Ezra turned and reached for Orelia, who was doubled over in pain. “Come on, baby, I’m here. House is just up there. See the lights in the windows.” They scrambled up the bank, and the small boat paddled away, making its way through the icing creek. “Mrs. Hitchcock she ready for us. We in Iowa now. They’s a free state.”

“How do you know, Ezra? Ohhhh . . .” Orelia doubled over again.

He didn’t answer her. Ezra knew he had to get her through the snow, up to the house, and down in the cellar. All as quiet as mice. And her having pains so early.

Orelia slid down again as another pain hit her. “Ohhhhh,” she moaned.

“Honey, can you be quiet now? We don’t want to get anyone hearing us.” He pulled her to the top of the bank where they sat in the snow waiting for her pain to subside.

Ezra wadded up a faded blue kerchief. “Here now, next time a pain hits, you bite this.” He tried to stuff it into her mouth while she sucked in air.

She spit it out.

“No, baby. You gotta do it. You listen to Ezra now. There can’t be no hearing us or this whole trip for nothin’. We’ll never reach the promised land.” He stuffed it back in and barely pulled his fingers out in time not to get bit.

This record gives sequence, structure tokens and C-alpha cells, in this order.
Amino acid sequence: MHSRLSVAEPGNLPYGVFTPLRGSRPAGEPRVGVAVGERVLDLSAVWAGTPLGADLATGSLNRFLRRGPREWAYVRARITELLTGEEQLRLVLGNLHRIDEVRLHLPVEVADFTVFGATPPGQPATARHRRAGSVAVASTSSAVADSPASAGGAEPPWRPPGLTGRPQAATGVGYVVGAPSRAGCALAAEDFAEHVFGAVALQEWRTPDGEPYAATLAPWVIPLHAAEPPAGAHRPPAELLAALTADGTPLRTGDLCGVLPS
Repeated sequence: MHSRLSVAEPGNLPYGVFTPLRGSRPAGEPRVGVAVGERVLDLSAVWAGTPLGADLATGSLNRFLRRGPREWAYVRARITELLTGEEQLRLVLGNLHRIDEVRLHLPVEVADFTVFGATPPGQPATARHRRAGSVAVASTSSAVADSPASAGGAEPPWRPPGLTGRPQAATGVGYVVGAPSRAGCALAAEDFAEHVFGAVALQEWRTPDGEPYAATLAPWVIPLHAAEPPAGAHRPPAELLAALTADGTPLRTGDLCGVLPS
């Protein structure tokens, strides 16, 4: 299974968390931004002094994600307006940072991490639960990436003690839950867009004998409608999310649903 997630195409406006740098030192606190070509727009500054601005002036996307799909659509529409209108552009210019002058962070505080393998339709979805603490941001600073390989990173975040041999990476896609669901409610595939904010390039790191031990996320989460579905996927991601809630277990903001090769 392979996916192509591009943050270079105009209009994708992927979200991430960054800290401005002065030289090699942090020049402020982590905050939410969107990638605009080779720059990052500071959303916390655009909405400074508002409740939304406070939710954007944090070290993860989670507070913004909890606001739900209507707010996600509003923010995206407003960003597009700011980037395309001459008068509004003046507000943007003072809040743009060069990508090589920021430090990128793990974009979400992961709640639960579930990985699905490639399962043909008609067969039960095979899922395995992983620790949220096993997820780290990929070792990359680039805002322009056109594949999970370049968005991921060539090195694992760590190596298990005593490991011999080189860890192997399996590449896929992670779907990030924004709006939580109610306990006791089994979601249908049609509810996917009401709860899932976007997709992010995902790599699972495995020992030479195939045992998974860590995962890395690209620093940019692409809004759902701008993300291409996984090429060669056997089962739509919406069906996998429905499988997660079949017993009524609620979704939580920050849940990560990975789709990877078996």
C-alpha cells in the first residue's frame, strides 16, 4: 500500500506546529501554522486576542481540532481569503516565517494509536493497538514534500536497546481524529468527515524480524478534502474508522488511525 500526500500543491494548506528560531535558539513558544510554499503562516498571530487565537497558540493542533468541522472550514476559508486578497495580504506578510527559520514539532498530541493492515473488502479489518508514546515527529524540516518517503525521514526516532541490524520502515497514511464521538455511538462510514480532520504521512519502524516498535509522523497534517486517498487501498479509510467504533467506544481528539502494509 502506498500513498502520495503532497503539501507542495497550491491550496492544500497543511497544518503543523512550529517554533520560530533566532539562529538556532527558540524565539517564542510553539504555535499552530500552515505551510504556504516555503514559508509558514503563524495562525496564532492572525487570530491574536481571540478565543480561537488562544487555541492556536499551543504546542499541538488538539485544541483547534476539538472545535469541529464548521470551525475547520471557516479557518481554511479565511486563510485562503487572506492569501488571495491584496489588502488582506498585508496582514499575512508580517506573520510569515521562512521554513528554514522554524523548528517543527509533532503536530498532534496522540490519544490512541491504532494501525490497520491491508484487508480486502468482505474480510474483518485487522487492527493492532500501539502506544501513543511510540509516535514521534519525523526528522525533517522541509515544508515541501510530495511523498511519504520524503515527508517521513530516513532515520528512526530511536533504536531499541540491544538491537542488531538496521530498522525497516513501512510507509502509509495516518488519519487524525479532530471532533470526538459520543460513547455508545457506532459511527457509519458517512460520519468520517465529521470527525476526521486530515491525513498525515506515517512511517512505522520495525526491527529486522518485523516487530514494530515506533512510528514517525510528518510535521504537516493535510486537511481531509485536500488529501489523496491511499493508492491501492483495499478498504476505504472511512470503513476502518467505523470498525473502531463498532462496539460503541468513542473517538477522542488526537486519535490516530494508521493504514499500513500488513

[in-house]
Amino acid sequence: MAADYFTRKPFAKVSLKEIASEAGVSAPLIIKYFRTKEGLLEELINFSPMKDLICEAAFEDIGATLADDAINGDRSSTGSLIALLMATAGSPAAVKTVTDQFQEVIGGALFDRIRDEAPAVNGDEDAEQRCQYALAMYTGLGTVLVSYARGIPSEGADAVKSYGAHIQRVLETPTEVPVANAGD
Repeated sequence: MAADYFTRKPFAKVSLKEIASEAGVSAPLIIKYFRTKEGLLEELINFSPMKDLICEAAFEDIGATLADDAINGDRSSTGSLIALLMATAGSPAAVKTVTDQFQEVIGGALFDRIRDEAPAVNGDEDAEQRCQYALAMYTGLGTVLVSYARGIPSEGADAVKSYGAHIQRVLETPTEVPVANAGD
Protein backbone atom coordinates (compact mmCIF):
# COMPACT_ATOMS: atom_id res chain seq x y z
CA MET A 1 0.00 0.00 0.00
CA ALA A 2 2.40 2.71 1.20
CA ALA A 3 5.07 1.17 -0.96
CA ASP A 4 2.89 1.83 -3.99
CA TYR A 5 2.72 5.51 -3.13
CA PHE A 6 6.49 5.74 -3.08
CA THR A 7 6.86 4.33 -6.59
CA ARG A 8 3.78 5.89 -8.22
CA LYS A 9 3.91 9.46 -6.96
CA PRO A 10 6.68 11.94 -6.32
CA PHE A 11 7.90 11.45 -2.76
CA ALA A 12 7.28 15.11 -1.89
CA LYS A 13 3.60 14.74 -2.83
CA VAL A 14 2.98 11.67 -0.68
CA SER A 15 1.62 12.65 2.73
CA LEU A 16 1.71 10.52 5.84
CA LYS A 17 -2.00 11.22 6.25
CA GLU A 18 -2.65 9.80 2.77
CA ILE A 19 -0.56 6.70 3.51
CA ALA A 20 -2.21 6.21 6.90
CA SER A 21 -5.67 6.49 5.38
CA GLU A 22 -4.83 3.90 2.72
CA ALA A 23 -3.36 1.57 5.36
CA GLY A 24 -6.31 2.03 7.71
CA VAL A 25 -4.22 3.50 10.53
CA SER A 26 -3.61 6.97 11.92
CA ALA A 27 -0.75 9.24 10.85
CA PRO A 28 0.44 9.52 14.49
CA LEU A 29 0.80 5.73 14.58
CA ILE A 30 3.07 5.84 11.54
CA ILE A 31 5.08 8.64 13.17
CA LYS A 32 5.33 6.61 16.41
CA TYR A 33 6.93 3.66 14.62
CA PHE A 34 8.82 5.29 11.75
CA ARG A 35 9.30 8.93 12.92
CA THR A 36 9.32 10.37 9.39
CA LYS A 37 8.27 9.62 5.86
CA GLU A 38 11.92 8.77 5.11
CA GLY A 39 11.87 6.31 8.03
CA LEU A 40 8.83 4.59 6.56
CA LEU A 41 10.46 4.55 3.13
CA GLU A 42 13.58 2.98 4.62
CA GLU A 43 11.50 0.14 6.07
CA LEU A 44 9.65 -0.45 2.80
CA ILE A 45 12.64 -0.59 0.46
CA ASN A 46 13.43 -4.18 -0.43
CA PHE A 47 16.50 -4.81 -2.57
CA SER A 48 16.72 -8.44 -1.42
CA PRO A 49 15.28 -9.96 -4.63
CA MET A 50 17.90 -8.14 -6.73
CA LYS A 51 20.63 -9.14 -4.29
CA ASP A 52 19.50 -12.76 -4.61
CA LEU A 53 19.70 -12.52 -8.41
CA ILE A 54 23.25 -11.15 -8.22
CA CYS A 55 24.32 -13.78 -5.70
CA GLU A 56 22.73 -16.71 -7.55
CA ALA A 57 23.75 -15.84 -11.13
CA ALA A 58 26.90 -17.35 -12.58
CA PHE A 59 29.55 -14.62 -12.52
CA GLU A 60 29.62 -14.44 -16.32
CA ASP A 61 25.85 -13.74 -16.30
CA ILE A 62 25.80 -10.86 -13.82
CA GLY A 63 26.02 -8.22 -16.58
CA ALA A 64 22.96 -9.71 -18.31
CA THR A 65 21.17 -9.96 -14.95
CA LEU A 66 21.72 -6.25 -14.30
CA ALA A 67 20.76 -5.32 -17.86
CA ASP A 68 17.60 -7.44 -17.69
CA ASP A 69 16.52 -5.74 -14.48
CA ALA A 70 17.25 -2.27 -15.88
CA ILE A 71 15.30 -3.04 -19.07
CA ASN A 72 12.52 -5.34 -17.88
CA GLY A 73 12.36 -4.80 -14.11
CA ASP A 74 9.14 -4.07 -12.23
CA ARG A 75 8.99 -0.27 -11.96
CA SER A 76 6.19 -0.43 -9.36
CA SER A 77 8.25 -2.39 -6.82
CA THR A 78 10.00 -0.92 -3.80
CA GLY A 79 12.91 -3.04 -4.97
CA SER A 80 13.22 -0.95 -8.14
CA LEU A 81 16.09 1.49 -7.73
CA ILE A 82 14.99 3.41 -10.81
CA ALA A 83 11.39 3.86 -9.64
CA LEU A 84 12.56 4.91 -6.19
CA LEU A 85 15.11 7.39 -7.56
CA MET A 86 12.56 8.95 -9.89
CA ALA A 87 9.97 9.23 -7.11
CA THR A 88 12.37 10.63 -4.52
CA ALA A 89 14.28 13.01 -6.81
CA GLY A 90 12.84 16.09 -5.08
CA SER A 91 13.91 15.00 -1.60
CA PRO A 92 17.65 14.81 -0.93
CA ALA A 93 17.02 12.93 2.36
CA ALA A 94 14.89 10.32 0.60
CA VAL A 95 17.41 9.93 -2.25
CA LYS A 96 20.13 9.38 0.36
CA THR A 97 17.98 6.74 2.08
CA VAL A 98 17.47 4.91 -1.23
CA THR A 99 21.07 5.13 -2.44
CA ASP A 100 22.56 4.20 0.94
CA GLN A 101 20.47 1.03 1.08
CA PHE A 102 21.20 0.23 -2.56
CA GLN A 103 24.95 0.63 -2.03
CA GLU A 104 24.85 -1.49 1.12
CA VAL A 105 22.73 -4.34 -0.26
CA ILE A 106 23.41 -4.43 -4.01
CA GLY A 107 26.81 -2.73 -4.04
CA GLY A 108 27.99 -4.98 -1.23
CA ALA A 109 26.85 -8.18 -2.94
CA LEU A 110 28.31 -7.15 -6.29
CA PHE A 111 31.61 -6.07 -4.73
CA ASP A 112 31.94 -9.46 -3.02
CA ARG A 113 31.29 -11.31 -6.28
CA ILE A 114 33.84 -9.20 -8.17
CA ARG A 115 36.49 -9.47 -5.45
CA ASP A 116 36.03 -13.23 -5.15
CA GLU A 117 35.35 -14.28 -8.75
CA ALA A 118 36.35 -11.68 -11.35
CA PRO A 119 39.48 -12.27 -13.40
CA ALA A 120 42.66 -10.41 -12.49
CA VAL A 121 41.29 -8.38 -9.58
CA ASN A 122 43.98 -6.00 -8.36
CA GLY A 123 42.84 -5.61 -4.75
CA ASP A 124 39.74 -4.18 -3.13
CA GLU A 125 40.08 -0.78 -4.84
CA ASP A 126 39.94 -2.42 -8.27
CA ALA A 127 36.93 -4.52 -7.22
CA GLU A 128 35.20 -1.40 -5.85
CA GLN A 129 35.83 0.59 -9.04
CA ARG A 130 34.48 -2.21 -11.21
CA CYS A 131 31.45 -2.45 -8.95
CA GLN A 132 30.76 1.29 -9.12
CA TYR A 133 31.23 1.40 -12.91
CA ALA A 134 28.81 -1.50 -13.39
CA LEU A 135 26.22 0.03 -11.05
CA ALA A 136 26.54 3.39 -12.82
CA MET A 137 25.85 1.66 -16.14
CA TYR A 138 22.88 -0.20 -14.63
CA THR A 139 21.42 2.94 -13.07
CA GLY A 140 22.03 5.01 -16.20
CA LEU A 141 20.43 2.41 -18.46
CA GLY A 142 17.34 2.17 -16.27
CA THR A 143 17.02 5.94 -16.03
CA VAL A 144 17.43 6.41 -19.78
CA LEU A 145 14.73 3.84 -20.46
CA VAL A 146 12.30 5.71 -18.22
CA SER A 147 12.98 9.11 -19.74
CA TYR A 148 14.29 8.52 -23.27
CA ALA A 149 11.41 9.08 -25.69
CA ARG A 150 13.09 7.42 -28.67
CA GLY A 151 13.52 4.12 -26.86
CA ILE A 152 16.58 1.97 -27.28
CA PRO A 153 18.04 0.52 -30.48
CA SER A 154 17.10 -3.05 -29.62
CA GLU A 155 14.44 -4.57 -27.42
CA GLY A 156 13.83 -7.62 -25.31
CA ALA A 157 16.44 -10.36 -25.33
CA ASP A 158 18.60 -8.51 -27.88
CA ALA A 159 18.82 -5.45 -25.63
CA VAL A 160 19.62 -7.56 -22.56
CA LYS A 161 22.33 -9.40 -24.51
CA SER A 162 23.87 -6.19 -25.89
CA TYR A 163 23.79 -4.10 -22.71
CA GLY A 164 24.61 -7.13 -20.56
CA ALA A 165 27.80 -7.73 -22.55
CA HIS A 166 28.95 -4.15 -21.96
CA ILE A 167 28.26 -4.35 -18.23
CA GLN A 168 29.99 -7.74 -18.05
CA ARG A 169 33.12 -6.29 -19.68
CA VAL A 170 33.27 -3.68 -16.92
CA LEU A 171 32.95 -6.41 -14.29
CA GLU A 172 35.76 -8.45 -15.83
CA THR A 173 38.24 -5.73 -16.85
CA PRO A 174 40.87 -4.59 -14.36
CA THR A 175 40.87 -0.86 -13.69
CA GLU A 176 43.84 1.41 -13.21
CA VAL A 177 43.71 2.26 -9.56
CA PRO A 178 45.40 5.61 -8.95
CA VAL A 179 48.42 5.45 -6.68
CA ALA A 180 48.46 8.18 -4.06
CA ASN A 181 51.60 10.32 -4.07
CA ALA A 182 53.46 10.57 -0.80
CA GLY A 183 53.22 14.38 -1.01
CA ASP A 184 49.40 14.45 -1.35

Orelia struggled and ran in a painful lop-sided way, holding her belly, the holes in her homespun shawl lit up by moonlight. A distant owl hooted. A quiet growl came from the brush.

A lump of hurt choked Ezra as he watched his wife, at least that was how he thought of her. They’d get married proper when they got to Canada.  He couldn’t stand seeing her run that way.  She stumbled and he put one arm behind her knees, another on her back and tipped her up. He grunted. She was usually so small, but the baby made her off balance and clumsy to hold. She buried her face in his shoulder.

Up ahead he saw the flicker of three lanterns in the windows. That meant they was expecting three runaways. Old Simon had fell out the boat into the icy black river. He didn’t bob up, not even once. So there was just him and Orelia and the baby.

The sight bucked him up. He staggered faster. Orelia screeched into the cloth, into his shoulder. Her teeth sunk into his flesh, and he winced. At last he reached the open cellar door, ready to receive them.

The steep, uneven steps tripped him up, and he bumped Orelia’s head against the frozen dirt wall. Orelia’s pain made her punch him hard on the arm in return.

At last they were in the cellar. He had to put Orelia down on the dirt floor. “Just for a minute, baby.” Around them, jugs of preserved foods lined crude shelves. Dusty bottles of wine lay on their sides in a rack. Above, he could hear a piano playing a lively Christmas tune. “It must be Christmas Eve,” Ezra said.